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Old and New Edinburgh Vol. III


Princes Street.] EDINBURGH IN 1783. 119 vincial towns were combined in the case of Edinburgh She was the titular capital of Scotland, and as such, was looked up to with pride and veneration by the nation at large. She was then the residence of many of the old Scottish nobility, and the exclusion of the British from the Continent, during a long, protracted war, made her, either for business, society, or education, the favourite resort of strangers. She was the headquarters of the legal profession at a time when both the Scottish bench and bar were rendered illustrious by a numbet of men celebrated far their learning, eloquence, and wit. She was the head-quarters of the Scottish Church, whose pulpits and General Assembly were adorned by divines of great eminence and piety. Lastly, she was the chief seat of scholarship, and the chosen home of literature and science north of the Tweed.? With the Edinburgh of those days ,and of the present we have now deal CHAPTER XVII. PRINCES STREET. A Glance at Society-Change of BIanners, &-The Irish Giants-Poole?s Coffee-house-Shop of Constable 8 Co.-Weir?s Muscum, 1794- The Grand Duke Nichoh-North British Insurance Life Association4ld Tax Office and New Club-Craig of Ricarton-??he White Rose of Scotland??-St. John?s Chapel-Its Tower and Vaults, &.-The Scott Monument and its MUseum-The Statues of Professor Wilson, Allan Ramsay, Adam Black, Sir James Sirnpson, and Dr. Livingstone-The General Improvements in Princes Street. IN 1774 a proposal to erect buildings on the south side of Princes Street-a lamentable error in taste it would have proved-led to an interdict by the Court of Session, which ended in a reference to the House of Lords, on which occasion Imd Mansfield made a long and able speech, and the result was, that the amenity of Princes Street was maintained, and it became in time the magnificent terrace we now find it. Of the city in 1783 some glimpses are given us in the ?? Letters of Theophrastus,? appended to the second edition of ?Arnot.? In that year the revenue of the Post Office was only ~ 4 0 , 0 0 0 . There were four coaches to Leith, running every half hour, and there were 1,268 four-wheeled carriages and 338 two-wheeled paying duty. The oystercellars had become numerous, and were places of fashionable resort. A maid-servant?s wages were about f;4 yearly. In 1763 they wore plain cloaks or plaids; but in 1783 ?silk, caps, ribbons, ruffles, false. hair, and flounced. petticoats.? In 1783 a number of bathing-machines had been adopted at Leith. People of the middle class and above it dined about four o?clock, after which no business was done, and gentlemen were at no pains to conceal their impatience till the ladies retired. Attendance at church . was, much neglected, and people did not think it ?genteel? to take their domestics with them. ?In 1783 the daughters even of tradesmen consume the moriings at the toilet (to which rouge is now an appendage) or in strolling from the perfumer?s to the milliner?s. They would blush to be seeri at market. The cares of the family devolve upon a housekeeper, ? and Miss employs those heavy hours when she is disengaged from public or private amusements in improving her mind from the precious stores of a circulating library.? In that year a regular cockpit was built for cock-fighting, where all distinctions of rank and character were levelled. The weekly concert of music began at seven o?clock, and mistresses of boarding-schools, &c., would not allow their pupils to go about unattended ; whereas, twenty years before ?young ladies might have walked the streets in perfect security at all hours.? In I 783 six criminals lay under sentence of death in Edinburgh in one week, whereas it1 1763 three was an average for the whole kingdom in a year. A great number of the servant-maids still continued ? their abhorrence of wearing shoes and stockings in the morning.? The Register House was unfinished, ?? or occupied by pigeons only,? and the Records ? were kept in a dur.geon called the high Parliament House.? The High Street alone was protected by the guard. The New Town to the north, and all the streets and new squares to the south, were totally unwatched ; and the soldiers of the guard still preserved ?the purity of their native Gaelic, so that few of the citizens understand, or are understood by them ;? while the king?s birthday and the last night of the year were ?? devoted to drunkenness, outrage, and riot, instead of loyalty, peace, and harmony,? as of old. One of the earliest improvements in the extended royalty was lighting it with oil lamps; but in the Adnerh?ser for 1789 we are told that ?while all strangers admire the beauty and regularity of the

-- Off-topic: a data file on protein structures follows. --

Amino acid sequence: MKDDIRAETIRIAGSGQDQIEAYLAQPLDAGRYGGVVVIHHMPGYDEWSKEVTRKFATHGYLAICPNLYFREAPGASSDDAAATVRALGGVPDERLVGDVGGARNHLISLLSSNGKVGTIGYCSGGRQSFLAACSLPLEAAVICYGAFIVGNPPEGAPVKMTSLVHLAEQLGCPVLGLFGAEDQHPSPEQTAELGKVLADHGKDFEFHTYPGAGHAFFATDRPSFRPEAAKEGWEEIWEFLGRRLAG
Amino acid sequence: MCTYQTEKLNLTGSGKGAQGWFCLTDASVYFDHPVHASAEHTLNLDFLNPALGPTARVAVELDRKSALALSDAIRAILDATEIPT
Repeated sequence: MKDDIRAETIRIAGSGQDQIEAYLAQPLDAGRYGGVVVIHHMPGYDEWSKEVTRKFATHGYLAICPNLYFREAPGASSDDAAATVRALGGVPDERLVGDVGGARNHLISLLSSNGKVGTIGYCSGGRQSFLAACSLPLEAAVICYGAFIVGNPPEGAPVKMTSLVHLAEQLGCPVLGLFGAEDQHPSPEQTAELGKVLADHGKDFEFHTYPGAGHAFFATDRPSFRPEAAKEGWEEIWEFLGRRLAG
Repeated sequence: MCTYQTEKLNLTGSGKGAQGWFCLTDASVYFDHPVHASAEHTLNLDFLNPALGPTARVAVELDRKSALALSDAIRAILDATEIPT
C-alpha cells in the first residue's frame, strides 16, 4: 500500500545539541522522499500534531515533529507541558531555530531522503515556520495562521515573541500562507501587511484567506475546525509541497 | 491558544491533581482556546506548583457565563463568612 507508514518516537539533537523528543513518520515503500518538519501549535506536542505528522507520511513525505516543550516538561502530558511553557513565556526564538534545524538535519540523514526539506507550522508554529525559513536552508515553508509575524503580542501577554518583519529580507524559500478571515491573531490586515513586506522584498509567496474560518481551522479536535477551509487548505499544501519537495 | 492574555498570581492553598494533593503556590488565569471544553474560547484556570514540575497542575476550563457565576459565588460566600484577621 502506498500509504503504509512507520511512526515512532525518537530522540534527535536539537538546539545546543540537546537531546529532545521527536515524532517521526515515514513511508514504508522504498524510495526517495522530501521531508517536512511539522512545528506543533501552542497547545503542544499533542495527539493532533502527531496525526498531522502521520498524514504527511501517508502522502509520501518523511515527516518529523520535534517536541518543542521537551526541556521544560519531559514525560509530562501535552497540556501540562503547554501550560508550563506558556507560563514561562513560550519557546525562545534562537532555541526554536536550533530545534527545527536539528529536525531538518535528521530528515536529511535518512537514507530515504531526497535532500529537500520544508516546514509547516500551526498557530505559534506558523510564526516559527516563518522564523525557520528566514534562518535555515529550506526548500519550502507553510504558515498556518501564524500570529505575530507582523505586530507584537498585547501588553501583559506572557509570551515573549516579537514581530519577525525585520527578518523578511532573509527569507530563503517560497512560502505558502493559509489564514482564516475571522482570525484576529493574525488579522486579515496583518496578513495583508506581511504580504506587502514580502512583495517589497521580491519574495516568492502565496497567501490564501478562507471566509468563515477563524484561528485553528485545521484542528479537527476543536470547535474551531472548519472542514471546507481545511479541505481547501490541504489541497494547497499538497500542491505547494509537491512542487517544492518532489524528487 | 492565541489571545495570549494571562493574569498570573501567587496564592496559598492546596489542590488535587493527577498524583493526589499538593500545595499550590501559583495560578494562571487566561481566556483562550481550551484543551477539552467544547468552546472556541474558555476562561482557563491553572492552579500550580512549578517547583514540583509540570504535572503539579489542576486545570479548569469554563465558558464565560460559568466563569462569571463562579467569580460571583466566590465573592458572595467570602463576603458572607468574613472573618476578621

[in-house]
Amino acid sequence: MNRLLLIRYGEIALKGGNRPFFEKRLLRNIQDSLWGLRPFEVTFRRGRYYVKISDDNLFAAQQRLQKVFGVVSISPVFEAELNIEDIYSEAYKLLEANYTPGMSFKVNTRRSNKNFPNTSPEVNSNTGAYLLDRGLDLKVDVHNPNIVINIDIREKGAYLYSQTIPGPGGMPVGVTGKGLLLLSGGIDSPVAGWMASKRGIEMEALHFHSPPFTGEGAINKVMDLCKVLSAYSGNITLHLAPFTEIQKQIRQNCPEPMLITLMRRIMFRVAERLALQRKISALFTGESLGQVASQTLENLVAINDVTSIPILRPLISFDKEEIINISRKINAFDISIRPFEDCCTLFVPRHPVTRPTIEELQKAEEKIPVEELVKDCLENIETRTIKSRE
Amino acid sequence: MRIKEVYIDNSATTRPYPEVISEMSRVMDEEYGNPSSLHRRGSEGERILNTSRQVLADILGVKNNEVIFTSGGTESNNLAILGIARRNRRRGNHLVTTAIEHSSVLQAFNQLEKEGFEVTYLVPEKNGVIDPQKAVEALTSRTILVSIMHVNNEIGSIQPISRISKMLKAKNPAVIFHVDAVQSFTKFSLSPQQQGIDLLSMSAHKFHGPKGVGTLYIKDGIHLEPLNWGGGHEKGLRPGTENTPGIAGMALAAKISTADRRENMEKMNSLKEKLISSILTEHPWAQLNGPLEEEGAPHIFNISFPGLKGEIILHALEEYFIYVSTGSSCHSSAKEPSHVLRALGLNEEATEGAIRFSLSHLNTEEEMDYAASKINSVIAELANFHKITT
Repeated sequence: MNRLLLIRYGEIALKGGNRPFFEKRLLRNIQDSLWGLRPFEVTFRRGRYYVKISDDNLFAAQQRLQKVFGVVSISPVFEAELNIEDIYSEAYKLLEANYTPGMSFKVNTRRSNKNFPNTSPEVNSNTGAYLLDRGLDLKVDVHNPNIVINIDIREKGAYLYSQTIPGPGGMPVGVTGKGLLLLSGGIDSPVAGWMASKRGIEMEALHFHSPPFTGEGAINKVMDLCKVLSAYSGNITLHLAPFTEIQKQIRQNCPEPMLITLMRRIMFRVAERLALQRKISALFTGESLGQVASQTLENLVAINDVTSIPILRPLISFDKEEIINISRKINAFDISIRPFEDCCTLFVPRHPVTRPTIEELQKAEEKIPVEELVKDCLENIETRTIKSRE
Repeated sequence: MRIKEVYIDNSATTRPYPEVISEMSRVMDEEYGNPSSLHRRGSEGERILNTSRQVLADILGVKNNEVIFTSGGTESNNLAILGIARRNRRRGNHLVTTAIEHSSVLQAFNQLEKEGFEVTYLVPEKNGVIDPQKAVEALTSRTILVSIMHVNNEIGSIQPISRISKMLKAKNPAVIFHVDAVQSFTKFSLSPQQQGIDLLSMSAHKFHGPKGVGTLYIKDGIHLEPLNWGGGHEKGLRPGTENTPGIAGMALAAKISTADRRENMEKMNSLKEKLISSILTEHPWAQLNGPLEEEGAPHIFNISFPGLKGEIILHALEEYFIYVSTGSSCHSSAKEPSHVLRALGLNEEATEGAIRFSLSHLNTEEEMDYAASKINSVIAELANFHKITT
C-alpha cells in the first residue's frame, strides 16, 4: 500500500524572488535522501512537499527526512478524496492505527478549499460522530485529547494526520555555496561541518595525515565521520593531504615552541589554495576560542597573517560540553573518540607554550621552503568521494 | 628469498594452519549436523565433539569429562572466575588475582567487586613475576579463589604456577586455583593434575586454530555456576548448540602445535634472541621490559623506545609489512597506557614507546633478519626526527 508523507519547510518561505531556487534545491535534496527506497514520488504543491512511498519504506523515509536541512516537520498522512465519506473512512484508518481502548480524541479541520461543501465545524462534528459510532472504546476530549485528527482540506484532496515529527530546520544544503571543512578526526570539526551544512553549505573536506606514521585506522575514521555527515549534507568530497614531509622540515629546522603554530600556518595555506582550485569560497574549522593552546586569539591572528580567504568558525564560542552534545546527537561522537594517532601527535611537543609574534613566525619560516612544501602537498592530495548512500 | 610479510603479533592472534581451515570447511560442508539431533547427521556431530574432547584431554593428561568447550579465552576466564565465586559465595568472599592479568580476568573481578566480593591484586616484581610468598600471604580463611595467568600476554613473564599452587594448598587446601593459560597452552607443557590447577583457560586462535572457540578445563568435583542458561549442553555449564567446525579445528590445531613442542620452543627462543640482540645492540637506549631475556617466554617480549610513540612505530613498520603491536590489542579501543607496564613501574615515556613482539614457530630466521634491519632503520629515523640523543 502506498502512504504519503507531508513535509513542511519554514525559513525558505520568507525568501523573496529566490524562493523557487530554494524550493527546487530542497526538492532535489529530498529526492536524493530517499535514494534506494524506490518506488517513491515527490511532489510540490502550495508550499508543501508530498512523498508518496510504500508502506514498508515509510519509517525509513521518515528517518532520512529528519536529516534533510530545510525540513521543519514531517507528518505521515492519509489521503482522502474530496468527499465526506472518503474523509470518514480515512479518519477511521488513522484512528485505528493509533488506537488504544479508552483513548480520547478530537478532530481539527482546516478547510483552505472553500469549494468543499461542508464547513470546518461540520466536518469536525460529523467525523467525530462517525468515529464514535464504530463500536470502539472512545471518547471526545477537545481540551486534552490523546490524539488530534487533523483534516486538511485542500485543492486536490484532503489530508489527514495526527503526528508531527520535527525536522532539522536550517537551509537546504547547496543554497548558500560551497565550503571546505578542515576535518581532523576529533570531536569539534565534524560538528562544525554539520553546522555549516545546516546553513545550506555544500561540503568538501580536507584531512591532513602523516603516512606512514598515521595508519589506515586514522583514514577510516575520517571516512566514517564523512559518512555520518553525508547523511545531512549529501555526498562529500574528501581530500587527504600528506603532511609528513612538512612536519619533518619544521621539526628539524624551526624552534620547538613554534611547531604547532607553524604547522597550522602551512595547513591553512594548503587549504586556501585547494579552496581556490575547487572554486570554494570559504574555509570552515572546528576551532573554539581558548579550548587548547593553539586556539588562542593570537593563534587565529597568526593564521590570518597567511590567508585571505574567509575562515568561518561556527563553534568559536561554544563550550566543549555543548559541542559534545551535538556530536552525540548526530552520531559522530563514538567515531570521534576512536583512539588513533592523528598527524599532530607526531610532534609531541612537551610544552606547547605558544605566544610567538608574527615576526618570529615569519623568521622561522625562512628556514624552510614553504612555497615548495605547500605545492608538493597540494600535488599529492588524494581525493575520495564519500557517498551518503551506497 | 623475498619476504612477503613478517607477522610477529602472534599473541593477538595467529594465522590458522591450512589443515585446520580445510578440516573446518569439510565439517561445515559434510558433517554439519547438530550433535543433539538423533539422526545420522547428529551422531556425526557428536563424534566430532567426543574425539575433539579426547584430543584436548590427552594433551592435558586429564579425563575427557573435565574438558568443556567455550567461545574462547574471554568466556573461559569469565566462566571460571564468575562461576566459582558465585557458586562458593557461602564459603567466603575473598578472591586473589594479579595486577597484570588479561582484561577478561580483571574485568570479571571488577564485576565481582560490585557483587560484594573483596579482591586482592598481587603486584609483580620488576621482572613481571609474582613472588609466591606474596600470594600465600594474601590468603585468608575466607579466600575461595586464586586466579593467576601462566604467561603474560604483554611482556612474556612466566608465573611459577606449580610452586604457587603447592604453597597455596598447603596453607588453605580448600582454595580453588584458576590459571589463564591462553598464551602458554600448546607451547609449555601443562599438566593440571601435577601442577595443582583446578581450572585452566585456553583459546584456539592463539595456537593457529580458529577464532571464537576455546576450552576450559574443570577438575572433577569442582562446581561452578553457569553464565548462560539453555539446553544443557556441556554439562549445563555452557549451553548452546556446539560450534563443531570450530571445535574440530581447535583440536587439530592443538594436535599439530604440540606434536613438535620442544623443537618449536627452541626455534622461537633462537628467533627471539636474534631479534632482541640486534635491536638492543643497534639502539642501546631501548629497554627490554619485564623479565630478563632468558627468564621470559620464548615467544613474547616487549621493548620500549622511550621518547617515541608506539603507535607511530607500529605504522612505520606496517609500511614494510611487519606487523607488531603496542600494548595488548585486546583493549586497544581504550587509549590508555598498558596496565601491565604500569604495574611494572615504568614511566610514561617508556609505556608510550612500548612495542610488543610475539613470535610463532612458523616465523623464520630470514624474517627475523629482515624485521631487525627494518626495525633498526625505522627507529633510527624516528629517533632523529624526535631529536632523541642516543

Volume 3 Page 119
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